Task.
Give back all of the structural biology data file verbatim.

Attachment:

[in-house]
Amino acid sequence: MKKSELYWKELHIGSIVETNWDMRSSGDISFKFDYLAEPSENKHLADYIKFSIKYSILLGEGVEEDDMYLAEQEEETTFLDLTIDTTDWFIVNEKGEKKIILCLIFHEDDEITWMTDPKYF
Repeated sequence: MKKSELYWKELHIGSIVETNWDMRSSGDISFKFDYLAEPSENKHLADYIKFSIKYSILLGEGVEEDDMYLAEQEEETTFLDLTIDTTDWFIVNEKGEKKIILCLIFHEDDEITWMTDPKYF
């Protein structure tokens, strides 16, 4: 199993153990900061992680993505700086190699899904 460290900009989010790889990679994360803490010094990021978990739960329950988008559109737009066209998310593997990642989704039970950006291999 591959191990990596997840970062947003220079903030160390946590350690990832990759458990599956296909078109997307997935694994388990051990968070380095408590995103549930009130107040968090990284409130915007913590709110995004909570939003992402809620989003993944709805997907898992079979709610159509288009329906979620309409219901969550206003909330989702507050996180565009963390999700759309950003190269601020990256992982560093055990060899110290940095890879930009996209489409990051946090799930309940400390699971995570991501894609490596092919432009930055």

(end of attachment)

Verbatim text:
[in-house]
Amino acid sequence: MKKSELYWKELHIGSIVETNWDMRSSGDISFKFDYLAEPSENKHLADYIKFSIKYSILLGEGVEEDDMYLAEQEEETTFLDLTIDTTDWFIVNEKGEKKIILCLIFHEDDEITWMTDPKYF
Repeated sequence: MKKSELYWKELHIGSIVETNWDMRSSGDISFKFDYLAEPSENKHLADYIKFSIKYSILLGEGVEEDDMYLAEQEEETTFLDLTIDTTDWFIVNEKGEKKIILCLIFHEDDEITWMTDPKYF
């Protein structure tokens, strides 16, 4: 199993153990900061992680993505700086190699899904 460290900009989010790889990679994360803490010094990021978990739960329950988008559109737009066209998310593997990642989704039970950006291999 591959191990990596997840970062947003220079903030160390946590350690990832990759458990599956296909078109997307997935694994388990051990968070380095408590995103549930009130107040968090990284409130915007913590709110995004909570939003992402809620989003993944709805997907898992079979709610159509288009329906979620309409219901969550206003909330989702507050996180565009963390999700759309950003190269601020990256992982560093055990060899110290940095890879930009996209489409990051946090799930309940400390699971995570991501894609490596092919432009930055």